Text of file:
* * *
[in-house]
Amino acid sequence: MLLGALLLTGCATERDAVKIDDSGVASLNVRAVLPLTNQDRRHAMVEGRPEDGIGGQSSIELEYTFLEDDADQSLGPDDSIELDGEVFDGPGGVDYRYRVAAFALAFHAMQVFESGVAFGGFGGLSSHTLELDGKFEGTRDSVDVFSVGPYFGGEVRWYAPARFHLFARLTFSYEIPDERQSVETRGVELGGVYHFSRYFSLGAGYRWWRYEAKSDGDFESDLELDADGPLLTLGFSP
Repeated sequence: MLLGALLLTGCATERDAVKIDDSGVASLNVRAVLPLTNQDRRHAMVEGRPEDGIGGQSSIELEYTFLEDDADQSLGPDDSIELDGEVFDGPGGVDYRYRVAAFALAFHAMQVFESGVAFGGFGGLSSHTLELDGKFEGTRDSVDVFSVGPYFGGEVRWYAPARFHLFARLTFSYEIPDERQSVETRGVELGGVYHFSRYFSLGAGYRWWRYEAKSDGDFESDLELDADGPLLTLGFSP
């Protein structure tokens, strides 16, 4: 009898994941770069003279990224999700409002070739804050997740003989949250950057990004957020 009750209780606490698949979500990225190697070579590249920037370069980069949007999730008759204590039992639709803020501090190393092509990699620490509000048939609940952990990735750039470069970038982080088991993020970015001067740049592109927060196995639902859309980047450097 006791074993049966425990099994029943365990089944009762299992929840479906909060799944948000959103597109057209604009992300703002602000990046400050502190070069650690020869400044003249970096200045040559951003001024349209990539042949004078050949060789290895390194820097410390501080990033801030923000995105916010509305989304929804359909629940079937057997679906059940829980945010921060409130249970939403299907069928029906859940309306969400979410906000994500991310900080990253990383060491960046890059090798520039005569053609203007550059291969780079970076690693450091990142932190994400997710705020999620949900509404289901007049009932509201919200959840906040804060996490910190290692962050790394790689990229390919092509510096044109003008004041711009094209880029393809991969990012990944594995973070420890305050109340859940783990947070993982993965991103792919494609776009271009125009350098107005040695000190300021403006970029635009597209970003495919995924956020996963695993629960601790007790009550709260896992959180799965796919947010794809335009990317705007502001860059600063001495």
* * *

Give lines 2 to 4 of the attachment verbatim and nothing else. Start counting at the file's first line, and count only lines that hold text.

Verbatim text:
Amino acid sequence: MLLGALLLTGCATERDAVKIDDSGVASLNVRAVLPLTNQDRRHAMVEGRPEDGIGGQSSIELEYTFLEDDADQSLGPDDSIELDGEVFDGPGGVDYRYRVAAFALAFHAMQVFESGVAFGGFGGLSSHTLELDGKFEGTRDSVDVFSVGPYFGGEVRWYAPARFHLFARLTFSYEIPDERQSVETRGVELGGVYHFSRYFSLGAGYRWWRYEAKSDGDFESDLELDADGPLLTLGFSP
Repeated sequence: MLLGALLLTGCATERDAVKIDDSGVASLNVRAVLPLTNQDRRHAMVEGRPEDGIGGQSSIELEYTFLEDDADQSLGPDDSIELDGEVFDGPGGVDYRYRVAAFALAFHAMQVFESGVAFGGFGGLSSHTLELDGKFEGTRDSVDVFSVGPYFGGEVRWYAPARFHLFARLTFSYEIPDERQSVETRGVELGGVYHFSRYFSLGAGYRWWRYEAKSDGDFESDLELDADGPLLTLGFSP
């Protein structure tokens, strides 16, 4: 009898994941770069003279990224999700409002070739804050997740003989949250950057990004957020 009750209780606490698949979500990225190697070579590249920037370069980069949007999730008759204590039992639709803020501090190393092509990699620490509000048939609940952990990735750039470069970038982080088991993020970015001067740049592109927060196995639902859309980047450097 006791074993049966425990099994029943365990089944009762299992929840479906909060799944948000959103597109057209604009992300703002602000990046400050502190070069650690020869400044003249970096200045040559951003001024349209990539042949004078050949060789290895390194820097410390501080990033801030923000995105916010509305989304929804359909629940079937057997679906059940829980945010921060409130249970939403299907069928029906859940309306969400979410906000994500991310900080990253990383060491960046890059090798520039005569053609203007550059291969780079970076690693450091990142932190994400997710705020999620949900509404289901007049009932509201919200959840906040804060996490910190290692962050790394790689990229390919092509510096044109003008004041711009094209880029393809991969990012990944594995973070420890305050109340859940783990947070993982993965991103792919494609776009271009125009350098107005040695000190300021403006970029635009597209970003495919995924956020996963695993629960601790007790009550709260896992959180799965796919947010794809335009990317705007502001860059600063001495």